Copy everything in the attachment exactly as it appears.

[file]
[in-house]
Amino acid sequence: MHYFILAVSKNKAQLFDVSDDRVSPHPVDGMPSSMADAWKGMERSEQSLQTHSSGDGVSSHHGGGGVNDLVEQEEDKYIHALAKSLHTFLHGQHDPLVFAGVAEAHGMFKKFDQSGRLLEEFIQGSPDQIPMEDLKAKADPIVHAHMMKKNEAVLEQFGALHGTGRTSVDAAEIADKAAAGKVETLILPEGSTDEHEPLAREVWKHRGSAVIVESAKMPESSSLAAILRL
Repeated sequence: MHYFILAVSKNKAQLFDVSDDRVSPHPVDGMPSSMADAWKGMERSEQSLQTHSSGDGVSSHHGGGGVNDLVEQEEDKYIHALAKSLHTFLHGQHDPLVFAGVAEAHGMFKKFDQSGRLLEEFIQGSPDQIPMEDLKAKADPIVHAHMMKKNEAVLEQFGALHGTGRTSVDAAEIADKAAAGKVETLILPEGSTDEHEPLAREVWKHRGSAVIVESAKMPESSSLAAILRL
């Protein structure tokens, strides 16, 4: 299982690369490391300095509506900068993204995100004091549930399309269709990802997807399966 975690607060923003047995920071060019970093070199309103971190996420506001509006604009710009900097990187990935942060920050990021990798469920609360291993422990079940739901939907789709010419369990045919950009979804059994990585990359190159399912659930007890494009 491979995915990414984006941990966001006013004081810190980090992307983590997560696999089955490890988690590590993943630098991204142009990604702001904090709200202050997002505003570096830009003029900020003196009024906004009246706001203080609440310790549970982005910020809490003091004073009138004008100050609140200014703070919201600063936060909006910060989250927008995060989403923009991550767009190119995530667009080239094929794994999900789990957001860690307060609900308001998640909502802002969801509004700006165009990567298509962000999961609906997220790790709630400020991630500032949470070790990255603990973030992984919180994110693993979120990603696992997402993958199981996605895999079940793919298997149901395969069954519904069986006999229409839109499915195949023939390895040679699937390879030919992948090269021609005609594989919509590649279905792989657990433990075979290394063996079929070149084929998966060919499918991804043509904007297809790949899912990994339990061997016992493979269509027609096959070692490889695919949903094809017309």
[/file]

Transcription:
[in-house]
Amino acid sequence: MHYFILAVSKNKAQLFDVSDDRVSPHPVDGMPSSMADAWKGMERSEQSLQTHSSGDGVSSHHGGGGVNDLVEQEEDKYIHALAKSLHTFLHGQHDPLVFAGVAEAHGMFKKFDQSGRLLEEFIQGSPDQIPMEDLKAKADPIVHAHMMKKNEAVLEQFGALHGTGRTSVDAAEIADKAAAGKVETLILPEGSTDEHEPLAREVWKHRGSAVIVESAKMPESSSLAAILRL
Repeated sequence: MHYFILAVSKNKAQLFDVSDDRVSPHPVDGMPSSMADAWKGMERSEQSLQTHSSGDGVSSHHGGGGVNDLVEQEEDKYIHALAKSLHTFLHGQHDPLVFAGVAEAHGMFKKFDQSGRLLEEFIQGSPDQIPMEDLKAKADPIVHAHMMKKNEAVLEQFGALHGTGRTSVDAAEIADKAAAGKVETLILPEGSTDEHEPLAREVWKHRGSAVIVESAKMPESSSLAAILRL
């Protein structure tokens, strides 16, 4: 299982690369490391300095509506900068993204995100004091549930399309269709990802997807399966 975690607060923003047995920071060019970093070199309103971190996420506001509006604009710009900097990187990935942060920050990021990798469920609360291993422990079940739901939907789709010419369990045919950009979804059994990585990359190159399912659930007890494009 491979995915990414984006941990966001006013004081810190980090992307983590997560696999089955490890988690590590993943630098991204142009990604702001904090709200202050997002505003570096830009003029900020003196009024906004009246706001203080609440310790549970982005910020809490003091004073009138004008100050609140200014703070919201600063936060909006910060989250927008995060989403923009991550767009190119995530667009080239094929794994999900789990957001860690307060609900308001998640909502802002969801509004700006165009990567298509962000999961609906997220790790709630400020991630500032949470070790990255603990973030992984919180994110693993979120990603696992997402993958199981996605895999079940793919298997149901395969069954519904069986006999229409839109499915195949023939390895040679699937390879030919992948090269021609005609594989919509590649279905792989657990433990075979290394063996079929070149084929998966060919499918991804043509904007297809790949899912990994339990061997016992493979269509027609096959070692490889695919949903094809017309």